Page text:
This makes for a surprisingly intense, gut-wrenching climax, as the principles of Alexandria, and everything that Aaron and Gabriel have built there, are put to a deadly test. Patrick’s mystery character eggs the two survivors on all the while, recounting a story about how his brother eventually betrayed him, and he was then forced to put him down. Eventually, Aaron appears as if he’s ready to sacrifice his life as well, only for the mystery survivor to intervene, shortly before Aaron and Gabriel finally get through to him. Patrick’s mystery character then frees the both of them, identifying himself as Mays. It initially appears that Aaron and Gabriel have won another recruit for Alexandria here, but alas, it’s not meant to be. Shortly after finally revealing his name, Gabriel strikes Mays dead, before telling Aaron that Mays’ betrayal and mental condition rendered him unfit to join Alexandria.

This would have made for quite the powerful, provocative ending to this episode on its own, and I wish that it had just ended there. Instead though, the ultimate ending that this episode decides on ends up being a little bit clumsy, somewhat taking away from the shocking and dramatic impact of Gabriel choosing not to take any chances with Mays, even if it seemingly violates his desire to build a better, more trusting world. After Mays is killed, Aaron and Gabriel then discover that Mays actually held his unnamed brother, a twin also played by Patrick, captive in a nearby attic. After Aaron and Gabriel free the man, seeing that he was forced to watch his dead family decompose beside him all the while, Mays’ twin opts to simply kill himself, leaving Aaron and Gabriel to decide that they should ultimately take on, “One more” supply run. Yeah, it’s a hat on a hat, to say the least. This extra scene with Mays’ twin probably could have been cut, honestly, especially when it amounts to little more than a frustrating troll for fans of Robert Patrick in the end.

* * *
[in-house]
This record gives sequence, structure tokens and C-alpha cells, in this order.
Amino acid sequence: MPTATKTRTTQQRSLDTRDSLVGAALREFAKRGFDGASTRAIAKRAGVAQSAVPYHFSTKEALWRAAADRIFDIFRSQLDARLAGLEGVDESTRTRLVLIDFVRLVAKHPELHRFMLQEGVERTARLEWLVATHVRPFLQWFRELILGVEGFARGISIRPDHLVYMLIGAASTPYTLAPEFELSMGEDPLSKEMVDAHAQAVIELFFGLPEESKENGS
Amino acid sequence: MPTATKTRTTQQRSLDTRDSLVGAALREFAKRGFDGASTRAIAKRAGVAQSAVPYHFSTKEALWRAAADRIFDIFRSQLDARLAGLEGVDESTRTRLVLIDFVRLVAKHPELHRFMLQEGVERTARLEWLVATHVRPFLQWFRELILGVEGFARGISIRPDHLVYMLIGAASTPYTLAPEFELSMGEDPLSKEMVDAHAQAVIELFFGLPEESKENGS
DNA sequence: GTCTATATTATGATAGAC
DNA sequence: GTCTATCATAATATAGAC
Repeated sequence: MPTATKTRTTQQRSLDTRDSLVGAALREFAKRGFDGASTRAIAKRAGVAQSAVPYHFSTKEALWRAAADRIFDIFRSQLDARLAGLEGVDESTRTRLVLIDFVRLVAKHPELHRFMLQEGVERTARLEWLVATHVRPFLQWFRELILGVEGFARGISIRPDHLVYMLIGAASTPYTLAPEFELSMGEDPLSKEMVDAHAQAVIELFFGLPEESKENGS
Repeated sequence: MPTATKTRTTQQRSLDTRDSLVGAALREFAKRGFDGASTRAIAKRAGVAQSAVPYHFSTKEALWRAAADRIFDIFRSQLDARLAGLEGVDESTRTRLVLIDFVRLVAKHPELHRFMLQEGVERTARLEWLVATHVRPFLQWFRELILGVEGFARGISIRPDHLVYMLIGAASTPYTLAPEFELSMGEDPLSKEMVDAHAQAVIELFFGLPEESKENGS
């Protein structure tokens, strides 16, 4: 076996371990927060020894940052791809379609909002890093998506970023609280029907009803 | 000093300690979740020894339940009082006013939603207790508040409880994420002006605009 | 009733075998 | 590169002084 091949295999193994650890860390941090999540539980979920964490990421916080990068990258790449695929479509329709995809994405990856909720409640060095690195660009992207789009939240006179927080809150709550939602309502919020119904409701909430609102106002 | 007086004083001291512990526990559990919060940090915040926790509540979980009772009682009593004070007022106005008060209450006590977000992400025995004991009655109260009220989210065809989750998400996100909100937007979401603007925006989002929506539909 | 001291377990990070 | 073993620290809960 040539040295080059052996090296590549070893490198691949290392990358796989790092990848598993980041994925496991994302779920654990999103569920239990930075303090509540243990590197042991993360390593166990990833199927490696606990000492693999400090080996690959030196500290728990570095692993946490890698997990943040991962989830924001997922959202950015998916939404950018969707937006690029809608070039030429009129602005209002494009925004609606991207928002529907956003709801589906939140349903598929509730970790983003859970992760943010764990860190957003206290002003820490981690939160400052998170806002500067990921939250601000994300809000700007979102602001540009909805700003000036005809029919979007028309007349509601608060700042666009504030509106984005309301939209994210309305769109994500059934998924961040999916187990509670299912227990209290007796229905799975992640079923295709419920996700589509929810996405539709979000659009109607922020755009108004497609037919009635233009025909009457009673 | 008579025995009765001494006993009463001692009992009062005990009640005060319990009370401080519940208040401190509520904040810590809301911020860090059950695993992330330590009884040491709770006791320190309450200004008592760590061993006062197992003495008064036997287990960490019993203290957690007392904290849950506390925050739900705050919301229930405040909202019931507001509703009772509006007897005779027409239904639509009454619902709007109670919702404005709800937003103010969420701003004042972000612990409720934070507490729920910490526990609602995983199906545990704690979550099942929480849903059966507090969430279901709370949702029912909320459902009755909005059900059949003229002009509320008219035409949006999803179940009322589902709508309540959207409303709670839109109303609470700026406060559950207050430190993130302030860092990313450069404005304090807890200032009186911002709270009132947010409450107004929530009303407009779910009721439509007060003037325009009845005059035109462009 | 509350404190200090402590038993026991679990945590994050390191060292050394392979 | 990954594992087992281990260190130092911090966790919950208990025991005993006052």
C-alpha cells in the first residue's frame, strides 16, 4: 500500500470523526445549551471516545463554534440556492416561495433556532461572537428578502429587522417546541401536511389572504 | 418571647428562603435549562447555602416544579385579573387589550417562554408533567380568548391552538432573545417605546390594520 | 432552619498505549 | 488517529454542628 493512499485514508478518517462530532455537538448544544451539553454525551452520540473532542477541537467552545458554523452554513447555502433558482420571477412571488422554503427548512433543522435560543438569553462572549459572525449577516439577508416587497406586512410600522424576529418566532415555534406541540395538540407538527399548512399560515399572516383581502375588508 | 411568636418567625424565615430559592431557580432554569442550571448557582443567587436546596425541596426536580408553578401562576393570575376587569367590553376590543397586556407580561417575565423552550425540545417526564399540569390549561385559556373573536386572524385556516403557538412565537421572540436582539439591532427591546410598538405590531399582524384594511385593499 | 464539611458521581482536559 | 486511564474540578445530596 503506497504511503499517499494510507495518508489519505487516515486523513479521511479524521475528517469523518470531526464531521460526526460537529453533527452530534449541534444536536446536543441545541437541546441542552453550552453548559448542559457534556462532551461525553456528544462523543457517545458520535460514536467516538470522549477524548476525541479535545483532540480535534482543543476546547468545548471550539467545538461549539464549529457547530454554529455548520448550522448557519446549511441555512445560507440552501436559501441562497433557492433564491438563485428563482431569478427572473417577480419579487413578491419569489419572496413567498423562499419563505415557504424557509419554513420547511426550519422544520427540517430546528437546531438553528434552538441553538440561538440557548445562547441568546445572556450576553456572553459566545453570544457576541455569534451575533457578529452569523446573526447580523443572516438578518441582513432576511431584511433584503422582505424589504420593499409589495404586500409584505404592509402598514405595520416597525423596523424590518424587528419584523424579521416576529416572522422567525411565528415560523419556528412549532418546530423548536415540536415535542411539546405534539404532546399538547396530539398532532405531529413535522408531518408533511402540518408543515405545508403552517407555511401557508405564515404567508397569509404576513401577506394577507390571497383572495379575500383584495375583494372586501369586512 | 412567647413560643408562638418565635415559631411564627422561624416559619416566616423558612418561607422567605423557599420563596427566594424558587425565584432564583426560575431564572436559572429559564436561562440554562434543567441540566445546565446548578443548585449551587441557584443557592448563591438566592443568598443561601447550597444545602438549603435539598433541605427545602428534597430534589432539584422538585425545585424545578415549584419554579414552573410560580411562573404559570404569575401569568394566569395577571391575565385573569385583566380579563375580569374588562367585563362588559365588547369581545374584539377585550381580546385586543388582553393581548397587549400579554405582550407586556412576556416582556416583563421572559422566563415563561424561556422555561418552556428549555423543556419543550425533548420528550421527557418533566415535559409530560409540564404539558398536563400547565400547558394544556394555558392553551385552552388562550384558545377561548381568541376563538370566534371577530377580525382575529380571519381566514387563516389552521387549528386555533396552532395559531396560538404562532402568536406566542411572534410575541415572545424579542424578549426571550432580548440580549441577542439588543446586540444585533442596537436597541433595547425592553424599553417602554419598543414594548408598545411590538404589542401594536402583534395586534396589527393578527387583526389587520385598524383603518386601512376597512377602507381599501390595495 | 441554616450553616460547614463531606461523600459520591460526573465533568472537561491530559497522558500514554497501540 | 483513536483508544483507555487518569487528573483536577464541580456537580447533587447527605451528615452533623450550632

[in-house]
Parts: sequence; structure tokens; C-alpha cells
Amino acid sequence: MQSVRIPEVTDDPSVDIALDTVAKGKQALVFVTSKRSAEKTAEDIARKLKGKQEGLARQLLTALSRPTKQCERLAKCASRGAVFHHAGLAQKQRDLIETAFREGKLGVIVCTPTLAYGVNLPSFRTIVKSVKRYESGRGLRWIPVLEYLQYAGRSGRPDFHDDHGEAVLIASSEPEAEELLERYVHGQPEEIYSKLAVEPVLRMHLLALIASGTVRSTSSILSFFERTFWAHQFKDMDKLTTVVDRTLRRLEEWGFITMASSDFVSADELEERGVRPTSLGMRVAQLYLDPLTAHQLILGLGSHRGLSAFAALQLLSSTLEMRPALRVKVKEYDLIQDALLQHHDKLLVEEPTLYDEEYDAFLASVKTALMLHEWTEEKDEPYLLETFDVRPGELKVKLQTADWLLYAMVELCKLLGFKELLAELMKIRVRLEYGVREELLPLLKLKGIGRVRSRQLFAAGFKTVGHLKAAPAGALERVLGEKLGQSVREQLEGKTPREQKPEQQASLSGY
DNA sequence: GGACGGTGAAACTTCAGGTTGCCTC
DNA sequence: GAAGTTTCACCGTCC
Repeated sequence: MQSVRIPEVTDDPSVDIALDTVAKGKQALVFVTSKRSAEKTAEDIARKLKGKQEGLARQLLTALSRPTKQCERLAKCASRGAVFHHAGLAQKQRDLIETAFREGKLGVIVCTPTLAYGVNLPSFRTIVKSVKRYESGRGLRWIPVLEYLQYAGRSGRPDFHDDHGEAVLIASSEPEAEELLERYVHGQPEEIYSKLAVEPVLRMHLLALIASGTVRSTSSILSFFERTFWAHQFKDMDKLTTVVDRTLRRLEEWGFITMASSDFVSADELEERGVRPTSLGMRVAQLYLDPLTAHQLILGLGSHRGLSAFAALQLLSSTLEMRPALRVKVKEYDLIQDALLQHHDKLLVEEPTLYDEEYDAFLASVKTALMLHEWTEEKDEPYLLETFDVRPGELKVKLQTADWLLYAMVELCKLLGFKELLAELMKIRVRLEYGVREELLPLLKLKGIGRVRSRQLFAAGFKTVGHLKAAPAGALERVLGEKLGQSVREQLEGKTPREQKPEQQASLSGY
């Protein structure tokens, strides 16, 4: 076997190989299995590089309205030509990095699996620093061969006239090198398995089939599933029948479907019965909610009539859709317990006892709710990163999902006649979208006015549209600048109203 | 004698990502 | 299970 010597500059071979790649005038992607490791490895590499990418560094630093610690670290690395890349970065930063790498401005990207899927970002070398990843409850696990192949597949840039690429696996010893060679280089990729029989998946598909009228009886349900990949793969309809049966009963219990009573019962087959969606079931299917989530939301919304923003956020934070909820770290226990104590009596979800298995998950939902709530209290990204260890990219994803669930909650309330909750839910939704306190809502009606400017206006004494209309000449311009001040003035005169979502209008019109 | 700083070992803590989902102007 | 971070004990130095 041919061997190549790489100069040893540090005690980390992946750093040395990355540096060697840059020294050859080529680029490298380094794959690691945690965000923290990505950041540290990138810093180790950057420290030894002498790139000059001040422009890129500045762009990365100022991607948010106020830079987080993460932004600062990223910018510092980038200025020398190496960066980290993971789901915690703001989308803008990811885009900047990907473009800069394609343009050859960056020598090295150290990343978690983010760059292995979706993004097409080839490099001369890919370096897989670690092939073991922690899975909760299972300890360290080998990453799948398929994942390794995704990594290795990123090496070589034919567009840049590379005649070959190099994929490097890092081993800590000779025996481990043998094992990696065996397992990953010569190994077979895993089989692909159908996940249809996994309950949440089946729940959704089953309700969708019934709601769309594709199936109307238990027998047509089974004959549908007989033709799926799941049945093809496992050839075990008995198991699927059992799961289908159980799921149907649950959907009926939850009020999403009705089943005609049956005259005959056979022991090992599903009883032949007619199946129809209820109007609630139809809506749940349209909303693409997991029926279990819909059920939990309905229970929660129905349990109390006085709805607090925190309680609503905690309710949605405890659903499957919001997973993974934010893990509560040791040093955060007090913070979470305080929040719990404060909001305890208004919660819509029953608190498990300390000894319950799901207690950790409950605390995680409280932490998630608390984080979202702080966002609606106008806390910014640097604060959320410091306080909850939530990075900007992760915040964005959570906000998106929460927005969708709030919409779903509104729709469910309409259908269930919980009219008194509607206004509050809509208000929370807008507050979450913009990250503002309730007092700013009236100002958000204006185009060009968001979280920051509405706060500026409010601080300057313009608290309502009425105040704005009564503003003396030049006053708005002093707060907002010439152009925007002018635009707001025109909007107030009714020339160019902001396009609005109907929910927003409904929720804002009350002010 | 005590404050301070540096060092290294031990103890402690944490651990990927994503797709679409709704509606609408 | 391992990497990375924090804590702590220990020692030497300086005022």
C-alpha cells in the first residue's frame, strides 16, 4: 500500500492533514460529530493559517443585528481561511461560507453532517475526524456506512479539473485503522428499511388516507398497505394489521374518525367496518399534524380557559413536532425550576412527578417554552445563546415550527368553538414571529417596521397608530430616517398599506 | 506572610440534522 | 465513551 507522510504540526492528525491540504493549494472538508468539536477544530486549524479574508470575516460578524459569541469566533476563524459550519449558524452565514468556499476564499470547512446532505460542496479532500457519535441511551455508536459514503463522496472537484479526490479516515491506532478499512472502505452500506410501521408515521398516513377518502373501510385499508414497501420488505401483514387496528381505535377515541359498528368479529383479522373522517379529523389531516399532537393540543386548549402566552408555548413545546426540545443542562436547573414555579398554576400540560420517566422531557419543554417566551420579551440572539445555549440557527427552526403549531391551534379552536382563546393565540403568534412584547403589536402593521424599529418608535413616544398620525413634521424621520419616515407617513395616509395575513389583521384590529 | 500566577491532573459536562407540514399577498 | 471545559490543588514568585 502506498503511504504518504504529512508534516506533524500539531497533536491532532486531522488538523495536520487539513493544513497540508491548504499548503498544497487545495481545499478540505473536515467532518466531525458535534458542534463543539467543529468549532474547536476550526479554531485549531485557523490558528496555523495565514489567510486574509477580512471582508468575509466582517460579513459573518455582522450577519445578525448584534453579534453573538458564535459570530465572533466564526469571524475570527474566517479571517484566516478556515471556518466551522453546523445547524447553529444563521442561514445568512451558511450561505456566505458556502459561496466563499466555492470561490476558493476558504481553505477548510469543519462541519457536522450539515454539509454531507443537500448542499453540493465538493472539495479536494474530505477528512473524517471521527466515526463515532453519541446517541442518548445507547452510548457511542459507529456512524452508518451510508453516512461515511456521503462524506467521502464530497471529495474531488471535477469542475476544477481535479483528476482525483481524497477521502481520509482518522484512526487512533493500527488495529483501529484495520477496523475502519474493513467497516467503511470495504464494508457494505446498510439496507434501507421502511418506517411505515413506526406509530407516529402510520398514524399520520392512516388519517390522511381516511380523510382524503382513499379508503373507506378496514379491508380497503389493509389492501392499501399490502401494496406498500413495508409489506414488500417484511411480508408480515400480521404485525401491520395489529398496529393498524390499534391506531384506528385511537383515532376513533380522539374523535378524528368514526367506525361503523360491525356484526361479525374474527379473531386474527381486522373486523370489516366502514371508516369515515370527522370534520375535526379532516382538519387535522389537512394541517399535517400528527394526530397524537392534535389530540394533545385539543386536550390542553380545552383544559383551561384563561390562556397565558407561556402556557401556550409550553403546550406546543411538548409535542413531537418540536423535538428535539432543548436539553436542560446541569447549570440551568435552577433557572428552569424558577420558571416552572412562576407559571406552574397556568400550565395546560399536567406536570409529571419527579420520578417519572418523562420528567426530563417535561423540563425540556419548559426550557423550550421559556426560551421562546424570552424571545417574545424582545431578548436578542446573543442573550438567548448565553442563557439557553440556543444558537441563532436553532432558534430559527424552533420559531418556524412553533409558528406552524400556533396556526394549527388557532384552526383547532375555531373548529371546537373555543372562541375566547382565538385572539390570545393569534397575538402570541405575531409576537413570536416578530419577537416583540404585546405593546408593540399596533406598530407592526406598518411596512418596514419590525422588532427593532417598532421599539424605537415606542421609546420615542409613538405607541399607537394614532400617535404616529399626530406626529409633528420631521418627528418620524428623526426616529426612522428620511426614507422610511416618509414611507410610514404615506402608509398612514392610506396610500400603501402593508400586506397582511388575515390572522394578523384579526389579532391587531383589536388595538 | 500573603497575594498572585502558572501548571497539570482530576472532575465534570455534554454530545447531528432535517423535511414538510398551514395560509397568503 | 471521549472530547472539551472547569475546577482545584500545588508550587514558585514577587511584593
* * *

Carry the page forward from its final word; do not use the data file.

Still, despite the occasionally sluggish pace and the rather head-scratching ending, “One More” excels as the first Season Ten bonus episode for The Walking Dead that truly justifies its existence. This side story with Aaron and Gabriel is interesting, rewarding and even surprisingly amusing at times, in turn also leading to a very intense confrontation with Robert Patrick’s mentally-shattered Mays, a broken man that’s tragically and controversially killed by Gabriel immediately after he’s offered redemption. Could this hint at a darker turn for Gabriel during The Walking Dead’s upcoming eleventh and final season? Maybe. Either way, I’m glad that these extra episodes are finally going to a place of real dramatic depth and intrigue, something that the first two didn’t quite achieve all that well in the end. This provides some hope that the second half of The Walking Dead’s bonus episodes may land more consistently than the first half, hopefully giving us a promising tease for the Commonwealth when we pick up with Eugene’s group next week.

The Walking Dead 10.19: "One More" Review
The Walking Dead finally delivers a truly worthwhile bonus episode this week, as Aaron and Gabriel struggle through a fruitless supply run, only to encounter a deadly survivor.
THE GOOD STUFF
  • Great interactions between Aaron and Gabriel
  • Mays' intense game of Russian Roulette
  • Gabriel's controversial decision to put down Mays
THE NOT-SO-GOOD STUFF
  • The opening scenes can be very sluggish
  • Weird, unnecessary ending with Mays' twin
82%Overall Score
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About The Author

Senior Editor

Brent Botsford has reviewed video games, movies and television for over a decade. He is also a Twitch Affiliate at twitch.tv/venuszen , presenting new, retro and independent games as the, "Sixth-Handsomest Gamer on the Internet', VenusZen.